dc.description.abstract<table><tr><td colspan="2" class="item-title">Grandmothers' Life Changes for Grandchildren</td></tr><tr class="item-sponsor"><td class="label">Conference Sponsor:</td><td class="value">Midwest Nursing Research Society</td></tr><tr class="item-year"><td class="label">Conference Year:</td><td class="value">2005</td></tr><tr class="item-author"><td class="label">Author:</td><td class="value">Standing, Theresa, PhD, RN</td></tr><tr class="item-institute"><td class="label">P.I. Institution Name:</td><td class="value">Case Western Reserve University</td></tr><tr class="item-author-title"><td class="label">Title:</td><td class="value">Assistant Professor</td></tr><tr class="item-address"><td class="label">Contact Address:</td><td class="value">Nursing Department, 10900 Euclid Ave, Cleveland, OH, 44106-4904, USA</td></tr><tr class="item-phone"><td class="label">Contact Telephone:</td><td class="value">216-368-5990</td></tr><tr class="item-email"><td class="label">Email:</td><td class="value">tss2@case.edu</td></tr><tr class="item-co-authors"><td class="label">Co-Authors:</td><td class="value">Carol M. Musil, PhD, Associate Professor and Camille Warner, PhD, Project Director</td></tr><tr><td colspan="2" class="item-abstract">Over 2 million grandmothers provide either primary or supplemental <br/> care to grandchildren living in their homes. These caregiving roles are <br/> sometimes in flux as living arrangements change and parents assume more or <br/> less responsibility for their children, but such changes in grandmothers'<br/> caregiving status to grandchildren have received little attention. The <br/> purpose of this study was to learn how grandmothers perceive these changes <br/> in family composition. The philosophical framework underpinning this <br/> qualitative study was hermeneutic phenomenology which seeks to elicit and <br/> describe the meaning of human experiences. Changes in caregiving status <br/> provide an opportunity to reflect on the meaning of caregiving. This <br/> phenomenological study is part of a larger, longitudinal study of <br/> primary/custodial caregiving grandmothers, grandmothers in <br/> intergenerational homes and grandmothers without caregiving <br/> responsibility. Of 421 grandmothers, 86 have reported changes in <br/> caregiving status between Time 1 and Time 3. Twenty one of these <br/> grandmothers participated in semi-structured telephone interviews. A <br/> grand-tour question, &quot;Tell me the story of the changes in your family <br/> during the past year&quot; guided the interviews which were recorded, <br/> transcribed verbatim, and analyzed using the Giorgi method of thematic <br/> analysis. Lincoln &amp; Guba's (1985) criteria were used to insure the rigor <br/> of the study. The 15 Euro-American and 6 African-American grandmothers <br/> ranged in age from 32 to 66 years (M=56.8). The majority of status changes <br/> were from intergenerational to non-caregiving status (n=11). The meaning <br/> of the changes differed by status groups. Analysis identified themes <br/> including Getting My Life Back, Devotion to Grandchildren, Unpredicted <br/> Changes, and Spirituality as Strength. The frequency of caregiving changes <br/> and the unique meanings that such changes hold extends our understanding <br/> of grandmothers as caregivers to children. Increased understanding of this <br/> caregiver role is important knowledge for nurses as they provide health <br/> care for this growing population.</td></tr></table>en_GB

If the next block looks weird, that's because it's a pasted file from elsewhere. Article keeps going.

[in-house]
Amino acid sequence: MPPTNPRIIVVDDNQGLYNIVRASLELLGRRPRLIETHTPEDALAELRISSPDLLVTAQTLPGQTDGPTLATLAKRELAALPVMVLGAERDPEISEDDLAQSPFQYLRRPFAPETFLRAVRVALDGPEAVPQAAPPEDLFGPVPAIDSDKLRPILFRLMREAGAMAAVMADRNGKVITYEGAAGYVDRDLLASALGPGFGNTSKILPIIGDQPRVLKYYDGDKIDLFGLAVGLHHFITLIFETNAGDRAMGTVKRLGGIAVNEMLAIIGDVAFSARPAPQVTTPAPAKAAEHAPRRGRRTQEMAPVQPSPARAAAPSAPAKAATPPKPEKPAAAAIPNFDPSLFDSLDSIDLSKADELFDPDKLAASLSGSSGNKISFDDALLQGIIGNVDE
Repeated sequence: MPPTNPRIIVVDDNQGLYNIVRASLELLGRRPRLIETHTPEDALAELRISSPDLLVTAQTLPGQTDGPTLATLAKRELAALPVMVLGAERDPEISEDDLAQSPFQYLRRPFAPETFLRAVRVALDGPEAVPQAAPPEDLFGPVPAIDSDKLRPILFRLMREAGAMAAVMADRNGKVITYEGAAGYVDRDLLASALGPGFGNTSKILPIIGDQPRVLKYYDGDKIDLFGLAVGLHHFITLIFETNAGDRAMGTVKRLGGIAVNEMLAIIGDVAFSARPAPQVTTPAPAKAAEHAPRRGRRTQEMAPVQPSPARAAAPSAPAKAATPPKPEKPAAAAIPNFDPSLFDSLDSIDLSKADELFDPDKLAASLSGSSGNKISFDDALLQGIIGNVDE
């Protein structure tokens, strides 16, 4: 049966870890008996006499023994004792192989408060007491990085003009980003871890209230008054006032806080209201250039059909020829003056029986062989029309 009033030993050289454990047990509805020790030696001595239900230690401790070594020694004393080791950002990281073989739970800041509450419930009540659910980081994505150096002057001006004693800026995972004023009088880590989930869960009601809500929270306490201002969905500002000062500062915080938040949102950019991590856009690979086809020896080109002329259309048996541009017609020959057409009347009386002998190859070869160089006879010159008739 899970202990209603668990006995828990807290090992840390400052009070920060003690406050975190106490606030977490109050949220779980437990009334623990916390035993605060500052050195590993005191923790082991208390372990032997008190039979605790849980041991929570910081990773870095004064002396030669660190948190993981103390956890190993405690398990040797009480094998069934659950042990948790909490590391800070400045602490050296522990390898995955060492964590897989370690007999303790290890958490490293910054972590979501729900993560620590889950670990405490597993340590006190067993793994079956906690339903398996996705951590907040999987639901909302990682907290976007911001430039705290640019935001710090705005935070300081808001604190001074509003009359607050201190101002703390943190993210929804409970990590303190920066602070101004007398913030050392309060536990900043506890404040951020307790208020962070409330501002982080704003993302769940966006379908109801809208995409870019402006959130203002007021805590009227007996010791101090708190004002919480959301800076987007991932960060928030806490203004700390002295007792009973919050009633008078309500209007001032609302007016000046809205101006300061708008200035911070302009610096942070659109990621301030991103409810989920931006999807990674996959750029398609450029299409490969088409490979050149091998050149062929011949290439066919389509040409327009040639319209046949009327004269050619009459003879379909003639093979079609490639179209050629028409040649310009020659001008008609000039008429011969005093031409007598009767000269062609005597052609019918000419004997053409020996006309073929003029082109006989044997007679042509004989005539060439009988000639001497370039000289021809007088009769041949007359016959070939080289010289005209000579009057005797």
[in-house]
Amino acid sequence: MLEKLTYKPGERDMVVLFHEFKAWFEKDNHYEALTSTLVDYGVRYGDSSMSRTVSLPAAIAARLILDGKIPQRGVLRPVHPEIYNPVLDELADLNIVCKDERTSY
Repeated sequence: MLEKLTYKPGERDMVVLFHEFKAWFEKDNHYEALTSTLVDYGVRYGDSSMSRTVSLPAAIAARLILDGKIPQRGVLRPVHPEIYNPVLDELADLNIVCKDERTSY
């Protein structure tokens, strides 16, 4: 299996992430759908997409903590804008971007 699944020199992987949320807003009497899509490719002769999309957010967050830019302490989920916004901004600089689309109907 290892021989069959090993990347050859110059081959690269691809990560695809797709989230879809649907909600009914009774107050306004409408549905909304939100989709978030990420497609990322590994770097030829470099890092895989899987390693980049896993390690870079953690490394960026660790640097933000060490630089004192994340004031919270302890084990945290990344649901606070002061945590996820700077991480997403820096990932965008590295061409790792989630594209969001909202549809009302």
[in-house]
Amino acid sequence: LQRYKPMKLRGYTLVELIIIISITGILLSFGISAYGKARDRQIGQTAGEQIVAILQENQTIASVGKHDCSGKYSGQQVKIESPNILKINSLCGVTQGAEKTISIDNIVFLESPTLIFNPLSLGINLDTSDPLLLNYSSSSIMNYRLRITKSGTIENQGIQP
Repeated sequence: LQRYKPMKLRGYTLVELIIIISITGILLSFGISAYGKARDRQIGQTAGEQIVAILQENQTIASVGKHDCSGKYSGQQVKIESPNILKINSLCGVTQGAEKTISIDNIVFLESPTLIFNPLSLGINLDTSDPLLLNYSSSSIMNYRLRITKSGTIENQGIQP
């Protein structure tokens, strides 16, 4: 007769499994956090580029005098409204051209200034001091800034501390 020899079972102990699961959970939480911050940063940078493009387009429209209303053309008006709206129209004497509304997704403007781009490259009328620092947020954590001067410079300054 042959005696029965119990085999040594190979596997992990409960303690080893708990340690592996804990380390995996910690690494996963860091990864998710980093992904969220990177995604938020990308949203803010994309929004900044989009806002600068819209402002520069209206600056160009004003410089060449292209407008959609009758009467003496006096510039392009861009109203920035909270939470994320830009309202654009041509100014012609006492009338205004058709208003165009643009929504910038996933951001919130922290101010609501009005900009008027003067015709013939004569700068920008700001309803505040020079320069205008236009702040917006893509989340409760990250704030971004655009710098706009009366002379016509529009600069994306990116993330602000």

dc.date.available2011-10-26T23:18:00Z-
dc.date.issued2011-10-17en_GB
dc.date.accessioned2011-10-26T23:18:00Z-
dc.description.sponsorshipMidwest Nursing Research Societyen_GB